Podcasts are creating a new space for fresh voices in Africa, allowing Africans to reclaim their narrative. On February 12, podcast enthusiasts from around the African continent will be celebrating Africa Podcast Day, an annual event that allows Africans to explore and celebrate the podcasting industry.

Africa Podcast day will include presentations, panel discussions, podcast launches, and networking opportunities.

This year’s theme – “Podcasting is Freedom acknowledges the liberation creators have voiced through audio,“ says Josephine Karianjahi and Melissa Mbugua, the co-directors of Africa Podfest.  “Africa Podfest imagines and builds towards the future of African podcasting, and this year’s theme is exploring what the explosive growth in African podcasting means for representation, expression, and connection across Africa,” say Karianjahi and Mbugua.

Podcasting in Africa has grown substantially by providing a new medium for African creatives to express their voices and explore new topics.  “Many people are taking to podcasts as a way to express themselves and expand their opportunities in the digital space. Audiences in Africa are also more aware of podcasts in general and are listening to more African podcasts. Podcasters are actively choosing to connect with each other more online and continue to look for resources and tools online to help them grow their podcasts,” says Mbugua.

Are podcasts the future? “Podcasts are here to stay. With the rising need for community-focused media, podcasting is set to elevate voices through audio that can be easily distributed across podcasting platforms, many of which are available on Android, which is one of the leading mobile operating systems for podcast distribution platforms,” say Karianjahi and Mbugua.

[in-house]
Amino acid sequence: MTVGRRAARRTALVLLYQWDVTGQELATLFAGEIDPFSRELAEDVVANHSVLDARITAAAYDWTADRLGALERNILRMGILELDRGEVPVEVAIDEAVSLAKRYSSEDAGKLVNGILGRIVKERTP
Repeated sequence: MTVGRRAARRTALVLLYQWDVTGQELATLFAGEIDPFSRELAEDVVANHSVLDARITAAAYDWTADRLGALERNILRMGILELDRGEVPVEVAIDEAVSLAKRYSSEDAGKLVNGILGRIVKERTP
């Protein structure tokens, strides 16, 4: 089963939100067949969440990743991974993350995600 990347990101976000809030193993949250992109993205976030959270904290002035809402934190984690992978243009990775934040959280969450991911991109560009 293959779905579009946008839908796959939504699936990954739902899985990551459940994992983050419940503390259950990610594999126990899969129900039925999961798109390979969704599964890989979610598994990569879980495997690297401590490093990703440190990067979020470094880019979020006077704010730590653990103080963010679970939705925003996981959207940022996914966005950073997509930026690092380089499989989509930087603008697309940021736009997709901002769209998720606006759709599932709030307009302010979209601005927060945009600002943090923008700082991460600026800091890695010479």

Though podcasting continues to grow, many podcasters face challenges such as access to technology, data, and infrastructure. Many people are unable to access a steady power supply, which prevents them from recording episodes or engaging with audiences throughout an episode. However, Karianjahi and Mbugua note that “there is also room for innovation, where audio file compression for distribution on popular chat and social media platforms has proven as a way to reach audiences despite local conditions”.

Despite the challenges, African podcasters are pushing on, creating new content, and expressing their voices and perspectives.

“We are privileged to find ourselves expanding the definition of who gets heard in Africa and celebrating the milestones towards a truly inclusive African podcasting ecosystem. Africa Podcast Day is an ongoing celebration of that work — particularly through the lens of African podcasters who are shifting the narrative on Africa’s single story,” say Karianjahi and Mbugua.

For more information on the event, click here

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